1914  Andrew Fisher became Prime Minister of Australia for the third time.

1916 Mary Stewart, English novelist, was born (d. 2014).

1916   World War I: Manfred von Richthofen (“The Red Baron”), a flying ace of the German Luftstreitkräfte, won his first aerial combat near Cambrai, France.

1923 Hank Williams, American musician, was born (d. 1953).

1924  The Border Defence Corps was established in the Second Polish Republic for the defence of the eastern border against armed Soviet raids and local bandits.

1928  The Okeechobee Hurricane struck southeastern Florida, killing upwards of 2,500 people.

1929 Sir Stirling Moss, English race car driver, was born.

1931 Anne Bancroft, American actress, was born (d. 2005).

1939  World War II: A German U-boat U 29 sank the British aircraft carrier HMS Courageous.

1939  Taisto Mäki became the first man to run the 10,000 metres in under 30 minutes, in a time of 29:52.6.

1941 As well as (temporarily) doing away with capital punishment for murder, the Crimes Amendment Act 1941 abolished judicial provision for flogging and whipping.

Death penalty abolished...for the time being

1941  World War II: A decree of the Soviet State Committee of Defense, restoring Vsevobuch in the face of the Great Patriotic War, was issued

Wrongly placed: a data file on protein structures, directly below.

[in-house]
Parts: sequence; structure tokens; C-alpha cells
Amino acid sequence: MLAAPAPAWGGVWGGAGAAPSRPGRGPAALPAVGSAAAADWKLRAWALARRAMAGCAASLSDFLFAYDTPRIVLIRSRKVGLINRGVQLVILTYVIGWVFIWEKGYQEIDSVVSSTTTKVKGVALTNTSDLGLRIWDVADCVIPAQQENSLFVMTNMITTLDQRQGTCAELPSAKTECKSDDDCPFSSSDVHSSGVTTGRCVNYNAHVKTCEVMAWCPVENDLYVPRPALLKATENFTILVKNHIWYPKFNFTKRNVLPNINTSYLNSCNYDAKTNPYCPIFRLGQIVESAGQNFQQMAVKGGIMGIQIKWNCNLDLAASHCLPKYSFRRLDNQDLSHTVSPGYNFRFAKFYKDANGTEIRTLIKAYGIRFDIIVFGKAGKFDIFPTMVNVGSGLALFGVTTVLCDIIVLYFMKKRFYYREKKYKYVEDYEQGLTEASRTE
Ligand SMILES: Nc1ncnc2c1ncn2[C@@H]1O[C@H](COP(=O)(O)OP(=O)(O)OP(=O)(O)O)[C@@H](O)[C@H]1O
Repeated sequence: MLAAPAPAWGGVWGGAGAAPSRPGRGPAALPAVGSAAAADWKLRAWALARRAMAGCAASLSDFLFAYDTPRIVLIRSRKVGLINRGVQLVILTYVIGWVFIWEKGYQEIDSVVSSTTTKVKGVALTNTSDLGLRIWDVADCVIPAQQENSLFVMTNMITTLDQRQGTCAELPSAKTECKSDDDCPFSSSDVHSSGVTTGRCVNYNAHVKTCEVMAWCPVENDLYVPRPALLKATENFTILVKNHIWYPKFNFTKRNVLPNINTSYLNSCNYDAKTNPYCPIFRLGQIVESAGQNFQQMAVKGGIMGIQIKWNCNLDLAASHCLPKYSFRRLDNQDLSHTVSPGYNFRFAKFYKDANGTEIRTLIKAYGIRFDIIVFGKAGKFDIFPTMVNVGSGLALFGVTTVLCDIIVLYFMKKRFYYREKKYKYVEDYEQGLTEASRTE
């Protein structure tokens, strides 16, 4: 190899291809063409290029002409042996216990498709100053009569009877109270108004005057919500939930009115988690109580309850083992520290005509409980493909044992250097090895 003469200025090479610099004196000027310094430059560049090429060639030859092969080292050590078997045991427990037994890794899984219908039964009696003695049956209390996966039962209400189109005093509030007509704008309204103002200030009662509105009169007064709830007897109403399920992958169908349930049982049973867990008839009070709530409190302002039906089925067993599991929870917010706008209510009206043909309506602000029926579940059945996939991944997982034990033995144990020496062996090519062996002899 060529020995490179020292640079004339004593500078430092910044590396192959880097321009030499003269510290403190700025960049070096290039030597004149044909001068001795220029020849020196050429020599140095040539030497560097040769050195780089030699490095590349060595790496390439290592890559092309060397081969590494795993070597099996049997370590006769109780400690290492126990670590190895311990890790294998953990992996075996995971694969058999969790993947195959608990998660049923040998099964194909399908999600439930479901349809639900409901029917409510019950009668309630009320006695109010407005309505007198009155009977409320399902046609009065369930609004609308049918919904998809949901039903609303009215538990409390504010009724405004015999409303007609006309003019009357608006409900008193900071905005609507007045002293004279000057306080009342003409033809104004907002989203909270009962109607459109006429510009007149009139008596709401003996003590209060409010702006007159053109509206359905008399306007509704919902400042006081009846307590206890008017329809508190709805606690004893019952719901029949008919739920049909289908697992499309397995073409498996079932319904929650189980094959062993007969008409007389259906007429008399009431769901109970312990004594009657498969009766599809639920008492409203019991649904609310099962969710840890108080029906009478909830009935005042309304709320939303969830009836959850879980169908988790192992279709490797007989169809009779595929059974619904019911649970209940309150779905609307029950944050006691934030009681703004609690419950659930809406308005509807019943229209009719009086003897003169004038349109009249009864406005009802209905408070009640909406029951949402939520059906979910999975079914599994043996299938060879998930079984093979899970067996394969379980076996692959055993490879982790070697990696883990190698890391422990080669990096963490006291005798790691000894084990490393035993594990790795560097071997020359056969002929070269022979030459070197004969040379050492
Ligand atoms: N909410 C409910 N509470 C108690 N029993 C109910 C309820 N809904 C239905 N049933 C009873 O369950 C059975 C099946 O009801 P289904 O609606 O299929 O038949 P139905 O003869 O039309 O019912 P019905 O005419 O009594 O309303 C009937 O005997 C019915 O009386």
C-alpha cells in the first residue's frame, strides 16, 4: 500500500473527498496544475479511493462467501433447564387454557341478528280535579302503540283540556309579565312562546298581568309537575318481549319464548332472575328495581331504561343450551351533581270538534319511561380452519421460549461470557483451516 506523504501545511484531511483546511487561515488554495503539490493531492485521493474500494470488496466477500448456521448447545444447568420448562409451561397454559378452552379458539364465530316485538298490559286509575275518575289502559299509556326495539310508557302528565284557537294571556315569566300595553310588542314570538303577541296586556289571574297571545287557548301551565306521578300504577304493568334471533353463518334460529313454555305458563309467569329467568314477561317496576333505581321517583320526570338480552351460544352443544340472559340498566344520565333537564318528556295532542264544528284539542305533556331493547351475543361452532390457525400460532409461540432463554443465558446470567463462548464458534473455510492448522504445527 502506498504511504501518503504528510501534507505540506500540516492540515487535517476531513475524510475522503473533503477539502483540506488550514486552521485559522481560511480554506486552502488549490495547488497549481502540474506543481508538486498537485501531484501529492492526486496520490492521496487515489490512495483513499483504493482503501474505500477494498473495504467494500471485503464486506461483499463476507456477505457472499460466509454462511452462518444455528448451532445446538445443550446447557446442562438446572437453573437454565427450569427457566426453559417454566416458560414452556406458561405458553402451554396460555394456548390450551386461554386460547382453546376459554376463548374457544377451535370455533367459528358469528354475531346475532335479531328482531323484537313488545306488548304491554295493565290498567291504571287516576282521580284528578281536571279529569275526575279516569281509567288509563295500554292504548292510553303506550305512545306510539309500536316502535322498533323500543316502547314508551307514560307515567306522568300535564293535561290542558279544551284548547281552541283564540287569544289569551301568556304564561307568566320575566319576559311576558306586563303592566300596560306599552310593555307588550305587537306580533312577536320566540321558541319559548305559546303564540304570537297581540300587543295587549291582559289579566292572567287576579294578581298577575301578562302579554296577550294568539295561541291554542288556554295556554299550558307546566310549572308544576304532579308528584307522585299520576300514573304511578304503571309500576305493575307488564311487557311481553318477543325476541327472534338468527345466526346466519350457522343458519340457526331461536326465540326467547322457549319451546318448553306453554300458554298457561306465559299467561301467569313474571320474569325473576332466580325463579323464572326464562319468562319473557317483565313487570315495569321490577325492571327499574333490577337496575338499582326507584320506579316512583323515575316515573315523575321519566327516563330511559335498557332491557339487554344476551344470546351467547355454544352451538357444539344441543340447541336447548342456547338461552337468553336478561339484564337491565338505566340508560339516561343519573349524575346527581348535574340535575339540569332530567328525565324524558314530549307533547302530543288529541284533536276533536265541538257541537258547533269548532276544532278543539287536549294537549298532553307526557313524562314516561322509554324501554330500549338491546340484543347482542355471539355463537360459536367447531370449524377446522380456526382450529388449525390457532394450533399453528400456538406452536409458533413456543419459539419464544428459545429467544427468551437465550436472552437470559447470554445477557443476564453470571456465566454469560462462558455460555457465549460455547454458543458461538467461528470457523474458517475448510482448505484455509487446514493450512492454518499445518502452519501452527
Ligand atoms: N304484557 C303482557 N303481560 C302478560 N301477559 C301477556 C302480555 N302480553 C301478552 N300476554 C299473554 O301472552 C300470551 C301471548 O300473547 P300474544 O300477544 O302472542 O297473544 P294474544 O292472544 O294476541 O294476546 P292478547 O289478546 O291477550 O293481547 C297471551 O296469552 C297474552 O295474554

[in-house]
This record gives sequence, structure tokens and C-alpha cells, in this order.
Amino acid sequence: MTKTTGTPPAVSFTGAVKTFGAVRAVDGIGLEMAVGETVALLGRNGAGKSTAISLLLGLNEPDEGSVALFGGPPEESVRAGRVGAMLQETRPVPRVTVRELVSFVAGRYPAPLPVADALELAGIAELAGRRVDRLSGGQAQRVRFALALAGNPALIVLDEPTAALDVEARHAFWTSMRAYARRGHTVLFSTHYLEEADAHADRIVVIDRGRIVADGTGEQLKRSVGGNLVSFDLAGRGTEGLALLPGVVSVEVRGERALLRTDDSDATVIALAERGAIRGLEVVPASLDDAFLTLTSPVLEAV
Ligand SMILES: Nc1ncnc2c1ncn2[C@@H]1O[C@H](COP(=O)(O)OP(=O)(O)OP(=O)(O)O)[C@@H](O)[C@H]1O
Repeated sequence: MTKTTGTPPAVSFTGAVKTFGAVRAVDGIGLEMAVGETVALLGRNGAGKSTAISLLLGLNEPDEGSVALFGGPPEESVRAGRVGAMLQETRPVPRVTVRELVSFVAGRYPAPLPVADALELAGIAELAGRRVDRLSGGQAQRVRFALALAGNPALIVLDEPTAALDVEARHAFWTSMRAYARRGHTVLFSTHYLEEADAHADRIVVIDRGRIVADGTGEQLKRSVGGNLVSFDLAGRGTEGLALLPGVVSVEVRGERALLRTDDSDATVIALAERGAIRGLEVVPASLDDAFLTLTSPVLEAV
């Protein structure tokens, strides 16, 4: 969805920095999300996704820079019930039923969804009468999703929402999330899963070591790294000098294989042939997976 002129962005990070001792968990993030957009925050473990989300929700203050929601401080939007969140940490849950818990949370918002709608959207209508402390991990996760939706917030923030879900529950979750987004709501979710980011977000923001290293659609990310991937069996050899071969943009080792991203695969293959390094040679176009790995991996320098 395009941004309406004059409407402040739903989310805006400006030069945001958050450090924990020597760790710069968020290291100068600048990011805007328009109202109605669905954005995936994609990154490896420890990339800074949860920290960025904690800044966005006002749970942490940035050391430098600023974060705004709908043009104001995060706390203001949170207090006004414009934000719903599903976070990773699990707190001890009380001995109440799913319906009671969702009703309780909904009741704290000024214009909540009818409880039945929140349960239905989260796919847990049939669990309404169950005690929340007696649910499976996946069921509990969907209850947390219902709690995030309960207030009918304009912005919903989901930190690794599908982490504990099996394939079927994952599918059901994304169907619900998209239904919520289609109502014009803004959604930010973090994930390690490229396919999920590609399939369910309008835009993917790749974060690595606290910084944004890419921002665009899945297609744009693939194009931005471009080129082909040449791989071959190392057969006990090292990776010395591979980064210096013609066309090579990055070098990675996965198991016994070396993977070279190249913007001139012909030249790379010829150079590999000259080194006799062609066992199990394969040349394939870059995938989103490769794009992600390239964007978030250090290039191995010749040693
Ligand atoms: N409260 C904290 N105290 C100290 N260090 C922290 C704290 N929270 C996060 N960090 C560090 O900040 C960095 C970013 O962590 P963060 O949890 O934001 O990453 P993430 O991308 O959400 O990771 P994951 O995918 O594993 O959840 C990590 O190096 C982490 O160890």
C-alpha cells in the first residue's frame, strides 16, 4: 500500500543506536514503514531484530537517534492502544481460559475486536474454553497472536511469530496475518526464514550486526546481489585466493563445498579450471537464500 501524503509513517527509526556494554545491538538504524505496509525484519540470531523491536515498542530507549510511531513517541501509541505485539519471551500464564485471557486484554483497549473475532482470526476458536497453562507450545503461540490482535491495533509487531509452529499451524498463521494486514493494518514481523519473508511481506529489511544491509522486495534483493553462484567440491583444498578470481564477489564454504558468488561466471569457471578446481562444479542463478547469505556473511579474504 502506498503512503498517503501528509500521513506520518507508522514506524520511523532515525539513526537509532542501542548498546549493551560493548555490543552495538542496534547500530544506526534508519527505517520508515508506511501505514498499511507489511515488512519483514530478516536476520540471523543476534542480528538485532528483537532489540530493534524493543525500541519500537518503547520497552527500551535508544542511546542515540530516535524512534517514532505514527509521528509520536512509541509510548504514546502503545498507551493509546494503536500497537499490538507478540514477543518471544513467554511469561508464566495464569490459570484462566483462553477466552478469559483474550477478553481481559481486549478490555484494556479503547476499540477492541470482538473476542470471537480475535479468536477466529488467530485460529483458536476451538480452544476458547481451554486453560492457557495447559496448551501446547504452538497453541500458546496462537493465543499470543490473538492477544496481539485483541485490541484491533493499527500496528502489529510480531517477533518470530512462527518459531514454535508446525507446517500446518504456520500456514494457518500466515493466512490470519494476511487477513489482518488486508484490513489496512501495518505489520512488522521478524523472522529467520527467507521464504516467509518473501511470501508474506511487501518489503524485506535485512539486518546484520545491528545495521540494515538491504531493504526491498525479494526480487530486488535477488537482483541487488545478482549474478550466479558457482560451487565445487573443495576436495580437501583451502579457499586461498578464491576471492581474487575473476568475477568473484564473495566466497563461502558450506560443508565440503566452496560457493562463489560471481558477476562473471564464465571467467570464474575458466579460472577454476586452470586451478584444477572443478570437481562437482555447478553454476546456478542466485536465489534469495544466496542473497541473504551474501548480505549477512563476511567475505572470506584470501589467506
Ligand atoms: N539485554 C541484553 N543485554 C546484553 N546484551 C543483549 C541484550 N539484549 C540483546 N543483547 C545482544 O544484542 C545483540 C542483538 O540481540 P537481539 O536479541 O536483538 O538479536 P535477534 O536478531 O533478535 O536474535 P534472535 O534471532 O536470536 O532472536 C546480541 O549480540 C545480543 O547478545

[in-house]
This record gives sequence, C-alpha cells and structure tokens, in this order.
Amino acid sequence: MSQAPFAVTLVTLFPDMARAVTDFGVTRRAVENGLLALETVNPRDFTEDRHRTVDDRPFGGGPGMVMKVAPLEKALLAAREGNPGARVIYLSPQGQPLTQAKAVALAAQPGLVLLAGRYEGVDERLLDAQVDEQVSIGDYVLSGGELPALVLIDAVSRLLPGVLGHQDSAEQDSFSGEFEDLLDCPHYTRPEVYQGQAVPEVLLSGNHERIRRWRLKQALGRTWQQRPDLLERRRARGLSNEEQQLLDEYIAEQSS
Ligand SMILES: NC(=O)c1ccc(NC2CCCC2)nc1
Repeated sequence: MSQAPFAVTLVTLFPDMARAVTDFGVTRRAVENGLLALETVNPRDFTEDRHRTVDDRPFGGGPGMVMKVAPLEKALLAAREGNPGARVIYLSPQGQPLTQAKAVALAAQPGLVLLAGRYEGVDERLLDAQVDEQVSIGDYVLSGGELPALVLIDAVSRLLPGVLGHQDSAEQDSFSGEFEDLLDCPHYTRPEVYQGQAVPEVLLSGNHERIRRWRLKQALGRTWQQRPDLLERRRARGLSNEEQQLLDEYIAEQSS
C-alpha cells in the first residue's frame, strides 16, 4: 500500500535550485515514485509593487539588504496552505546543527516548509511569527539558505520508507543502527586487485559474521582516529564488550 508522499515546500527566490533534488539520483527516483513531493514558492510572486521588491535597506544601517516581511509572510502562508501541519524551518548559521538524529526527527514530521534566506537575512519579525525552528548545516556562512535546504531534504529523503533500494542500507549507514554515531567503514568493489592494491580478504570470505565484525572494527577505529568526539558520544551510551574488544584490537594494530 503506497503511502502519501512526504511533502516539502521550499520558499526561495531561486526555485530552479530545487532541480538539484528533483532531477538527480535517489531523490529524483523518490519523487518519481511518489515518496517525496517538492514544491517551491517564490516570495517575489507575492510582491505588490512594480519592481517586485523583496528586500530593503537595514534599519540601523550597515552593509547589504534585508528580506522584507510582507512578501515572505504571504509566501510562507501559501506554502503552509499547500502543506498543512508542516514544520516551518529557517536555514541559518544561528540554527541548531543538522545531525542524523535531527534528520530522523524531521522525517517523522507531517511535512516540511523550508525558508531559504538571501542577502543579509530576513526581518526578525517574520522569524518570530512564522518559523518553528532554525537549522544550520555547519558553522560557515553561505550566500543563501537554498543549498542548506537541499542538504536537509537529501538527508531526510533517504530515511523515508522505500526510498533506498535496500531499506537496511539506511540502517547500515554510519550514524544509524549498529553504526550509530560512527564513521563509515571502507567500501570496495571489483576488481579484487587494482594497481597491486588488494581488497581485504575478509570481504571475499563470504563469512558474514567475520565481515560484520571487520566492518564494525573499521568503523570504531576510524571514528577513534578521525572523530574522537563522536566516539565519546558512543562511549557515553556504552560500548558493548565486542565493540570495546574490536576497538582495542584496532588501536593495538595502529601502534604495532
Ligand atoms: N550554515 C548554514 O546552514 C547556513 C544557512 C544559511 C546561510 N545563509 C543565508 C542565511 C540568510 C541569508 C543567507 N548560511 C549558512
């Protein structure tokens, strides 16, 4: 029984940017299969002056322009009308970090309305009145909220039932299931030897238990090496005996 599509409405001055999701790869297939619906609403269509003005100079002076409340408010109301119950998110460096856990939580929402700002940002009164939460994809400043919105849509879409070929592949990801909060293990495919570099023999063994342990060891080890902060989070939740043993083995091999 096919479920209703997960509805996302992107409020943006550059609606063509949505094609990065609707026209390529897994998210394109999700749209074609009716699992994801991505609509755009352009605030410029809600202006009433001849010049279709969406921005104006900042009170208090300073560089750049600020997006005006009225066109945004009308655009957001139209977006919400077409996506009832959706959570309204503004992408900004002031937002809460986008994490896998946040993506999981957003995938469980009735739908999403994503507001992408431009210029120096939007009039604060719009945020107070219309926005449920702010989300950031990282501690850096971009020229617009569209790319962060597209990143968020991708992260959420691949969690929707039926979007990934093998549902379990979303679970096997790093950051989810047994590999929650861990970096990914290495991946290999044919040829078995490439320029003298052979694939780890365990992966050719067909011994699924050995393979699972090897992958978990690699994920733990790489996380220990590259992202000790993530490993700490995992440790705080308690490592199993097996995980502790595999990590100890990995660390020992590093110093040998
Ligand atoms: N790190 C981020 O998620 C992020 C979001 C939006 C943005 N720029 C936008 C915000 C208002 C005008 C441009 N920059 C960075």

1944  World War II: Allied Airborne troops parachuted into the Netherlands as the “Market” half of Operation Market Garden.

1945 Bruce Spence, New Zealand actor, was born.


1948  The Lehi (also known as the Stern gang) assassinated Count Folke Bernadotte, who was appointed by the UN to mediate between the Arab nations and Israel.

1949 The Canadian steamship SS Noronic burned in Toronto Harbour with the loss of over 118 lives.

1956 Television was first broadcast in Australia.

1976 The first Space Shuttle, Enterprise, was unveiled by NASA.

1978  The Camp David Accords were signed by Israel and Egypt.

1980  After weeks of strikes at the Lenin Shipyard in Gdańsk, Poland, the nationwide independent trade union Solidarity was established.

1980 Former Nicaraguan President Anastasio Somoza Debayle was killed.

1983 Vanessa Williams became the first black Miss America.